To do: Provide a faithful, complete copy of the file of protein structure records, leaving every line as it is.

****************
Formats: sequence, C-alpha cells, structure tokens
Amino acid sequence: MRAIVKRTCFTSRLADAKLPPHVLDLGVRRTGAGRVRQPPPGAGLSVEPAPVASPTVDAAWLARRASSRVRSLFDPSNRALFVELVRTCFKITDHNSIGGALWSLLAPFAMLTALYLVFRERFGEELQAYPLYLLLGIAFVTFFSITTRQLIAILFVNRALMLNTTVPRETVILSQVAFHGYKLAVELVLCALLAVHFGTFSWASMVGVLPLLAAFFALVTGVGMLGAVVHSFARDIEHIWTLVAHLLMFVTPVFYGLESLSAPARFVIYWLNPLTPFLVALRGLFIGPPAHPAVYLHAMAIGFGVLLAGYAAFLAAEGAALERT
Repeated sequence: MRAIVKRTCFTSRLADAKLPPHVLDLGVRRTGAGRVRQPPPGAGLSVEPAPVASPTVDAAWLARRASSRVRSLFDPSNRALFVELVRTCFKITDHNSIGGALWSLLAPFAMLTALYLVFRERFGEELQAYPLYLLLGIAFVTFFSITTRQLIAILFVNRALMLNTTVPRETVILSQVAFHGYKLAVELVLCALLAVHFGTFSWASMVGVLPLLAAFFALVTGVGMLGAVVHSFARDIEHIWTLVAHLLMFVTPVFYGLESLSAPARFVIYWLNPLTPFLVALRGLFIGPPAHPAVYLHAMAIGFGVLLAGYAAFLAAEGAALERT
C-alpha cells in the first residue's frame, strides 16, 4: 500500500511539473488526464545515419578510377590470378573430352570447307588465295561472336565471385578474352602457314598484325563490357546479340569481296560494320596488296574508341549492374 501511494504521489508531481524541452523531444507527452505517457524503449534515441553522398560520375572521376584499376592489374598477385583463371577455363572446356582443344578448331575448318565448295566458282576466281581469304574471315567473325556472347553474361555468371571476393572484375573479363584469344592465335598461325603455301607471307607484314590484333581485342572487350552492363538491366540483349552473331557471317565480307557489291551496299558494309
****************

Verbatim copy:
Formats: sequence, C-alpha cells, structure tokens
Amino acid sequence: MRAIVKRTCFTSRLADAKLPPHVLDLGVRRTGAGRVRQPPPGAGLSVEPAPVASPTVDAAWLARRASSRVRSLFDPSNRALFVELVRTCFKITDHNSIGGALWSLLAPFAMLTALYLVFRERFGEELQAYPLYLLLGIAFVTFFSITTRQLIAILFVNRALMLNTTVPRETVILSQVAFHGYKLAVELVLCALLAVHFGTFSWASMVGVLPLLAAFFALVTGVGMLGAVVHSFARDIEHIWTLVAHLLMFVTPVFYGLESLSAPARFVIYWLNPLTPFLVALRGLFIGPPAHPAVYLHAMAIGFGVLLAGYAAFLAAEGAALERT
Repeated sequence: MRAIVKRTCFTSRLADAKLPPHVLDLGVRRTGAGRVRQPPPGAGLSVEPAPVASPTVDAAWLARRASSRVRSLFDPSNRALFVELVRTCFKITDHNSIGGALWSLLAPFAMLTALYLVFRERFGEELQAYPLYLLLGIAFVTFFSITTRQLIAILFVNRALMLNTTVPRETVILSQVAFHGYKLAVELVLCALLAVHFGTFSWASMVGVLPLLAAFFALVTGVGMLGAVVHSFARDIEHIWTLVAHLLMFVTPVFYGLESLSAPARFVIYWLNPLTPFLVALRGLFIGPPAHPAVYLHAMAIGFGVLLAGYAAFLAAEGAALERT
C-alpha cells in the first residue's frame, strides 16, 4: 500500500511539473488526464545515419578510377590470378573430352570447307588465295561472336565471385578474352602457314598484325563490357546479340569481296560494320596488296574508341549492374 501511494504521489508531481524541452523531444507527452505517457524503449534515441553522398560520375572521376584499376592489374598477385583463371577455363572446356582443344578448331575448318565448295566458282576466281581469304574471315567473325556472347553474361555468371571476393572484375573479363584469344592465335598461325603455301607471307607484314590484333581485342572487350552492363538491366540483349552473331557471317565480307557489291551496299558494309